When things fall apart
Reviewed by Shalini Rawat

Days and Nights in the Forest
By Sunil Gangopadhyay. Trans. Rani Ray.
Penguin Books. Pages 178. Rs 250.

"On the grass of sloping hills/a scatter of white sheep,/unravelling already like the balls/of wool they are going to be." A. K. Ramanujan (Uncollected Poems)

JUST as the first two lines of the poem hold a promise that is violently broken shortly after, the title of the book "unravels" as soon as you begin reading it. The romanticism of four city-bred friends taking a break to spend time in the forest ends as soon as the novel begins and the process of disruption from the everyday neatly ordered civilised world starts. The hope of a pastoral retreat that promises relief from all postmodern ills is belied and the youths return without any epiphanies of realisation.

Fugue (flight), or rather unsuccessful attempts at it, is the underlying theme that creates as many undercurrents of tension as it struggles to dispel. The young men, who come in search of spiritual/ psychological/ physical succour encounter an "idyll" that is fragmenting and coming apart at the seams already. Travelling ticketless to a remote tribal area, the youngsters seek respite from the cares of the city life but despair at the discovery of lack of amenities (tea stalls and eggs for instance) at their destination. The indigenous people, on the other hand, seek flight from the poverty, monotony, repression and loneliness the land and its inhabitants are compelled to live with.

The chowkidar of the resthouse, where the men literally gatecrash for their stay, adds to the volatility of the story. He is forced to risk his job and mutely serve the uncouth and demanding youths while his wife lies dying. A tribal boy, Lakka, who is drafted as a helper on the side for a promise of life in Calcutta, is as much a victim of the system as the tribal girls who are ready to sell their bodies for some money. An element of drama creeps in with the introduction of two educated women in the narrative whose grace and poise act as a perfect foil to the immature and caricaturesque characters of the men. The plot, taut as it is, crackles in the charged atmosphere.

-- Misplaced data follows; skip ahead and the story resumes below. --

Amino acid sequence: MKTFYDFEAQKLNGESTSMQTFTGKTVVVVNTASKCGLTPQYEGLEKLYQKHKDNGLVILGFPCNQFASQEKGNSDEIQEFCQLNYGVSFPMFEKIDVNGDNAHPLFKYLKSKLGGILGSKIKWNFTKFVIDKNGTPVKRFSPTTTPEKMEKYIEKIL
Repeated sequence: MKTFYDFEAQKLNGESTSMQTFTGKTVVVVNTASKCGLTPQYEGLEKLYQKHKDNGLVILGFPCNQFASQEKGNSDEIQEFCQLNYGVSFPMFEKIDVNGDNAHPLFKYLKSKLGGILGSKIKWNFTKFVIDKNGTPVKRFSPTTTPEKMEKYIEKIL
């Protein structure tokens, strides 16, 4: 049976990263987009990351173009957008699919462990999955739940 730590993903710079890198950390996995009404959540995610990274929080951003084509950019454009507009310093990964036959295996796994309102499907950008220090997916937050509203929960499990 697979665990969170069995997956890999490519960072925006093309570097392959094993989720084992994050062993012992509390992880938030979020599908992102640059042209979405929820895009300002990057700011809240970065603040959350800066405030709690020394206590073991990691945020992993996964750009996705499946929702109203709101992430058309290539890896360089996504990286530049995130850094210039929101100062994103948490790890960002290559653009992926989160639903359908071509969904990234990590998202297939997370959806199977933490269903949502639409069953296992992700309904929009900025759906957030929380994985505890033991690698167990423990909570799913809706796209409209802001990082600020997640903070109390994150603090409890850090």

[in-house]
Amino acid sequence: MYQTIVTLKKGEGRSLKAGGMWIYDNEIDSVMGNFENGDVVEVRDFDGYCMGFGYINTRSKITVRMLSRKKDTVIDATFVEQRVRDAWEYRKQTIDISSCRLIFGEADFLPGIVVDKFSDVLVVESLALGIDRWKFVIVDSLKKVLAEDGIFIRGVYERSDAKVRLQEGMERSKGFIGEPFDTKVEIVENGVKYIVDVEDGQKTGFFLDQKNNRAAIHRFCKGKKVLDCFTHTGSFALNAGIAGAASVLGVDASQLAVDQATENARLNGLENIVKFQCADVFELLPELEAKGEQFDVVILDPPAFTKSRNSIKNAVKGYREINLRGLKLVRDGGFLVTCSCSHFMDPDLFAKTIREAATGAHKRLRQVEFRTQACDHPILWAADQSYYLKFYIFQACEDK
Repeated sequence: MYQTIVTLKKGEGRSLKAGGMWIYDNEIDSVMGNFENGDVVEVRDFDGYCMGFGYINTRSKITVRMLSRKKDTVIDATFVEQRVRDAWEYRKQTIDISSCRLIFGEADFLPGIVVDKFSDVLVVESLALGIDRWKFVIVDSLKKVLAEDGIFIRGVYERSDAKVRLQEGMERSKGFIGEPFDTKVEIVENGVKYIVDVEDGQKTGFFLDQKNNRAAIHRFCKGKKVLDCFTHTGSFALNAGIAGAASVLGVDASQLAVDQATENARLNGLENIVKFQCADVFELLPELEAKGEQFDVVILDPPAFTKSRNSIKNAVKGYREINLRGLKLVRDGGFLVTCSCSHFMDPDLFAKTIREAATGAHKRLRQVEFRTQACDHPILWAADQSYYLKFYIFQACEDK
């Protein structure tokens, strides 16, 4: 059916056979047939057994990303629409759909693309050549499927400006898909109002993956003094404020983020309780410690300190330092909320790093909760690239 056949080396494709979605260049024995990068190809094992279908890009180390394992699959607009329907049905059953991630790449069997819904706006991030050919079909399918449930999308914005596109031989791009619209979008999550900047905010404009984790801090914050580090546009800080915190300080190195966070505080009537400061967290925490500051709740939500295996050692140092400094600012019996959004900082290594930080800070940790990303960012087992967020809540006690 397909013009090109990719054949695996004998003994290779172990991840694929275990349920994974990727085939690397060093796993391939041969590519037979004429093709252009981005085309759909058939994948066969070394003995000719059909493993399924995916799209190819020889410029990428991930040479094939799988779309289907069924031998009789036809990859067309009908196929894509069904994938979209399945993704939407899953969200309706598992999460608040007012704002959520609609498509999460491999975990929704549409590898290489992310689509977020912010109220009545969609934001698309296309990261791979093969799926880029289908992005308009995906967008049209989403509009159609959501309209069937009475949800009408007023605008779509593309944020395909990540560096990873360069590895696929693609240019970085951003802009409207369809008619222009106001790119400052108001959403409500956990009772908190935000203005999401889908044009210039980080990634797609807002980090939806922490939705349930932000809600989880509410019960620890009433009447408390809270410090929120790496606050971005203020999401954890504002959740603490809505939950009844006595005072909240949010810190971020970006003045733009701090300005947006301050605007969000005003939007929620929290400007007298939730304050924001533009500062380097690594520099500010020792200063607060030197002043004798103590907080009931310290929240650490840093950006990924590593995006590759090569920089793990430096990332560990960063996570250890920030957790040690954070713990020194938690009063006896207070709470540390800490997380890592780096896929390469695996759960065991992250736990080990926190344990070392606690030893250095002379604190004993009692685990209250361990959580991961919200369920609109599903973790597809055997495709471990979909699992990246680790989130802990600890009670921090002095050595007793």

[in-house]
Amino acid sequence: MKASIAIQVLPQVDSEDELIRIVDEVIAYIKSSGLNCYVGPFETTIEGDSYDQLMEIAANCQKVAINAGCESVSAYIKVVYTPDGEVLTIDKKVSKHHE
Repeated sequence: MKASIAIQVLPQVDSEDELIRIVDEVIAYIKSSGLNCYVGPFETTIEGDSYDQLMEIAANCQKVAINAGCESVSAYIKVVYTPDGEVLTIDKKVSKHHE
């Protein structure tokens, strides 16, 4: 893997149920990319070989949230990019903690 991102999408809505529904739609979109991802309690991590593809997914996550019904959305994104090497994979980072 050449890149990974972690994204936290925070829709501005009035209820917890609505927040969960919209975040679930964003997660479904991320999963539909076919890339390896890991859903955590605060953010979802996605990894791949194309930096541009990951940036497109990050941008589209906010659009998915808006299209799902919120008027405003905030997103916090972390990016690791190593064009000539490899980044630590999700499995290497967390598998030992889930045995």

The novel exposes and examines the fault lines between the city and the wilderness, the rich and the poor, the civilised and the tribals and the male and female. The characters are crude deconstructions of the uprooted young who are unable to furnish an authentic version of the Self to this day. For them, as for the colonisers before them, the land, its women and resources exist only for their pleasure. The belligerent boorishness that we encounter in the youngsters today was, no doubt, diagnosed by the author half a century ago.

The tone of the novel is unkempt and the resultant sparks of violence resound in the disheveled dialogue and unreasonable behaviour of the men. The grating style, accentuated in the wonderful translation, is as unsettling as it was meant to be. Satyajit Ray, whose movie based on the book presents a more sophisticated version of the story, was smitten by the experimental (a novel with many protagonists) and radical story line (a holiday that hardly was). Depicting the traditional and the radical on a collision course, the novel merely scrutinises the resultant flotsam and jetsam and holds them up for us to see.





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